Spend enough time practicing and traveling with your art and you will begin to connect with your subject in a way that eventually starts to turn toward the philosophical. For me the subject of my art – the landscape – is multifaceted. The “subject” is not just one, well-defined object. It’s the sum of many parts. Earth, sky, water, light and something else that is almost always present but more often overlooked.
I love them. I can’t get enough of them, and despite serious seasonal allergies I can’t resist working them into nearly every landscape image that I capture, whether a solitary, 500-year-old Utah Juniper perched on a canyon in the high desert or an immense growth of Aspens on a mountainside or a formation of a hundred White Pines in the Appalachian foothills. I shudder to think of world without their presence.
What’s fascinating is how the uniqueness of their form and texture is shaped by their environment. They are the ultimate survivor. It’s no wonder that trees are referenced so often in the best selling book of all time.
That region of the United States known as the “South” is blessed with a species of tree that seems to embody the character and spirit of the landscape that it calls home. The Live Oak. Recently I had the opportunity to photograph the landscape in that area of Texas called the “Hill Country” – the elevated remnants of ancient mountains from just north of San Antonio to Austin.
Although the same tree, it is interesting to note the subtle differences between the Live Oaks of coastal South Carolina and those in Texas. Whereas one is more long, wide and graceful in its Spanish Moss-covered mystery the other is more tall and wind-cut to an essence that as best as I can describe would be beauty in bare bones. Kind of a “what you see is what you get” personality as compared to an enticement of haunted seduction with just hints of what lies beneath. Think Sandra Bullock as compared to Angelina Jolie (hey I’m only human and beauty is beauty).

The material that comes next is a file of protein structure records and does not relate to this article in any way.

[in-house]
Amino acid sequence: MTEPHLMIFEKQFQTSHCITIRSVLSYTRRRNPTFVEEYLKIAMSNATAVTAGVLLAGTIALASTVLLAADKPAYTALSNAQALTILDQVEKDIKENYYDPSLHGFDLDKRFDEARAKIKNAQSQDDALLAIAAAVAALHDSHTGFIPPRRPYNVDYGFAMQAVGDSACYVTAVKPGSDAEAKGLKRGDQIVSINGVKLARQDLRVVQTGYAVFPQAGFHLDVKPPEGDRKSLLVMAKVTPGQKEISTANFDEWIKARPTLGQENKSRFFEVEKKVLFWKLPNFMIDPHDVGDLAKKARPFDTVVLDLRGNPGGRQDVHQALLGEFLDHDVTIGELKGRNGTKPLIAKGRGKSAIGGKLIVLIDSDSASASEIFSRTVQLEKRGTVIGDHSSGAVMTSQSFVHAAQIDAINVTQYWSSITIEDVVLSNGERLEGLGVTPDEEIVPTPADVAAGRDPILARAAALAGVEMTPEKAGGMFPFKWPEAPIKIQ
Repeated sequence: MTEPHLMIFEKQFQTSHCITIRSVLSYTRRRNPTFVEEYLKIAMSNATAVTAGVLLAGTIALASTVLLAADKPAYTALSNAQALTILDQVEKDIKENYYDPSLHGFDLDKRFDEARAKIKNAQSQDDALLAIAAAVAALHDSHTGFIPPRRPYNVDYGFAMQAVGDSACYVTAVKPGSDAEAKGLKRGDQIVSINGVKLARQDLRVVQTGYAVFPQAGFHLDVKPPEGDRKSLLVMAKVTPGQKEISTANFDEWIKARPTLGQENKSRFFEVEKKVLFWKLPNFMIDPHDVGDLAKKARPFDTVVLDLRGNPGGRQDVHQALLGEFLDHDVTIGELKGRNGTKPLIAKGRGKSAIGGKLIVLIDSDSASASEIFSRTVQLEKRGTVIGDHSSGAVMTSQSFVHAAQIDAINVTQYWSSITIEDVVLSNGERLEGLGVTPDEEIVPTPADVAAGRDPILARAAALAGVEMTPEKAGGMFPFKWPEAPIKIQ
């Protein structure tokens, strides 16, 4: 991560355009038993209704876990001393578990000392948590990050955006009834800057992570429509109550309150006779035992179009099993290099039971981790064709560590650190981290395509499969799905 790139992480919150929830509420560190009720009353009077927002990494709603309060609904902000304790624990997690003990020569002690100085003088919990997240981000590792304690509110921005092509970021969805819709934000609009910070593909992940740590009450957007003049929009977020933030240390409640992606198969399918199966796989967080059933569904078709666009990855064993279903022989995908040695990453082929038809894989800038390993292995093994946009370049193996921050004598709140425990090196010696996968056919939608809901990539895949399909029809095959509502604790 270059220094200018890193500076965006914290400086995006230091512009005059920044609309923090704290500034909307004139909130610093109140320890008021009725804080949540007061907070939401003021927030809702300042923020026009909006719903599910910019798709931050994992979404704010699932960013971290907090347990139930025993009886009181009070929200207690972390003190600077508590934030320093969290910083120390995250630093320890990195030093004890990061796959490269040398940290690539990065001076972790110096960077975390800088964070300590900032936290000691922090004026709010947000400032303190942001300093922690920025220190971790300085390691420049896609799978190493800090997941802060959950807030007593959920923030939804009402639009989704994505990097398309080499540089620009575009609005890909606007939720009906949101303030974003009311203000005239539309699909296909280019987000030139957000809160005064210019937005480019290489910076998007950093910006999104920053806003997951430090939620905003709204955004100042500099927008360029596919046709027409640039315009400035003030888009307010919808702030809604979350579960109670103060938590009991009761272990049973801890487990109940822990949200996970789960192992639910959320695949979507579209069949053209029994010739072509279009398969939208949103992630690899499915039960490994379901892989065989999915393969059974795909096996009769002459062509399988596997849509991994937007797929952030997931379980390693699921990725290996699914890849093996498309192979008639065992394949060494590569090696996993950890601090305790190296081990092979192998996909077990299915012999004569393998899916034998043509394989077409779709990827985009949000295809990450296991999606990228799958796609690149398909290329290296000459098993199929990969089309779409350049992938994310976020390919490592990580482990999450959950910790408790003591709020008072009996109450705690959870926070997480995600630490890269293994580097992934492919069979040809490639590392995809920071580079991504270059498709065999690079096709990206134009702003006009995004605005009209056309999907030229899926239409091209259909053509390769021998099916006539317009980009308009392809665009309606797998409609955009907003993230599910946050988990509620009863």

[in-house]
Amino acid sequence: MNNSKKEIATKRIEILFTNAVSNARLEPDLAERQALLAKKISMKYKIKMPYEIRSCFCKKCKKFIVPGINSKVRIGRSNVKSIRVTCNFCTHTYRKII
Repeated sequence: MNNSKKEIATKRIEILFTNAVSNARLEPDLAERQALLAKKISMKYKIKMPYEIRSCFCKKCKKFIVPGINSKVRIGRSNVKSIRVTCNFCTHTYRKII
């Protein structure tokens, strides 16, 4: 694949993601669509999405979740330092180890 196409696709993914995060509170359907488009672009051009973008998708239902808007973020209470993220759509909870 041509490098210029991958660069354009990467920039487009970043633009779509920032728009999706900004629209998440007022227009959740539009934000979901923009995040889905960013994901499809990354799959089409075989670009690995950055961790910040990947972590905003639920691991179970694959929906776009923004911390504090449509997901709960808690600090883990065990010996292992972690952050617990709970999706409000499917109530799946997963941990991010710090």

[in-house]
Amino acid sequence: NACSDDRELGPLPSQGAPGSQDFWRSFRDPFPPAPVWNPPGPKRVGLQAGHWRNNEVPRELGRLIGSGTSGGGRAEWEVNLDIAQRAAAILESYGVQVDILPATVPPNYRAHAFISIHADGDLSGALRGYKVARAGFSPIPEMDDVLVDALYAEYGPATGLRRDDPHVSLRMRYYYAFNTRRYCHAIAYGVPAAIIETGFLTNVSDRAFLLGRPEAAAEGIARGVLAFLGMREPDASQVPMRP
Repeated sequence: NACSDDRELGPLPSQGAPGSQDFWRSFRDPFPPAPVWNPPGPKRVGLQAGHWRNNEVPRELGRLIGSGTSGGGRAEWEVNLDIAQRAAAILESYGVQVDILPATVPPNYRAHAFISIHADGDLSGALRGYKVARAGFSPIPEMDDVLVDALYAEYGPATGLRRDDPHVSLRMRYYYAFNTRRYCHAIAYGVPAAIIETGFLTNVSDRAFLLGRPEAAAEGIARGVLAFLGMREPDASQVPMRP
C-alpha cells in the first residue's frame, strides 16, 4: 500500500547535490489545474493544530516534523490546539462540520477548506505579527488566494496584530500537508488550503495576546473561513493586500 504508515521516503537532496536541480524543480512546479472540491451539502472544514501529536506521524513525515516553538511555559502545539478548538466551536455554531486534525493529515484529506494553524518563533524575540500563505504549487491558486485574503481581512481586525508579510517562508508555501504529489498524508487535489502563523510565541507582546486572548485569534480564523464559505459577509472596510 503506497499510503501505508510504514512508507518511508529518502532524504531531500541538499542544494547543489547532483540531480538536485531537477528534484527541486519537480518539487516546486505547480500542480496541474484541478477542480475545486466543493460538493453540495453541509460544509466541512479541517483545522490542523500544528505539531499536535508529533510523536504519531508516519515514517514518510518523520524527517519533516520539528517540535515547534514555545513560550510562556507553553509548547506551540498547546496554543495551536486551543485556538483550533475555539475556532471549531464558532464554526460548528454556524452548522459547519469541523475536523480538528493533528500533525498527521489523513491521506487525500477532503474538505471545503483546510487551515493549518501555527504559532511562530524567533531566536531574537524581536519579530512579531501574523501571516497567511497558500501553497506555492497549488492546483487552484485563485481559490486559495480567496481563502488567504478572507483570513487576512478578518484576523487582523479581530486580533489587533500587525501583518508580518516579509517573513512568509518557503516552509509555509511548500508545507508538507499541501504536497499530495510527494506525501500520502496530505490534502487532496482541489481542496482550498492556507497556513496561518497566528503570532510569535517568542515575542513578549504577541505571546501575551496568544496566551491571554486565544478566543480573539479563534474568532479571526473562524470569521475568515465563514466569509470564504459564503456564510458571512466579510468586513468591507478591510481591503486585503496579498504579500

With those in the hills and open plains of Texas it’s also easier to see the remarkable similarity that the shapes and growth of their branches have with a heart. That was something that caught my eye – as well as my imagination – during my drives between South Carolina and Texas. With the taller, thinner versions to the West – cut and cropped short due to near constant wind – it’s easy to see bent and sharply curved branches as coronary arteries and veins channeling energy out and within. Perhaps it’s due to my own recent experiences seeing surgical imagery of my own heart and how that experience impacted how I see objects in the landscape. I always carry with me a sense of awe and wonder in the amazing complexities of the design of nature and a supreme carving hand.
But beyond obvious similarities in visual appearance there’s also parallels in life story. Patience, endurance, courage, love. It’s all there. With the tree and the human heart. Obvious growth in fair weather. Resilient through both flood and drought. Branches bend to wind, and sometimes break, but growth continues, and as roots ground deeper limbs reach higher. The tree won’t give up.
Sometimes the simplest elements give the most life to a landscape because of what is represented and reflected back to the artist. These subjects that are discovered in nature are in so many ways comrades in arms with the journey of the human spirit and soul, signs with life and energy that we are moving along paths that are right and toward something greater than ourselves. Though our outward appearances begin to show our years of braving the elements (which by the way I find to be beautiful), the trunk and roots hold true to what was there from the very beginning.
Despite all that is thrown its way the Live Oak adapts, endures and reaches higher, and wider. Grace in the coastal tidelands. Grace on a hilltop in Texas. It’s all good.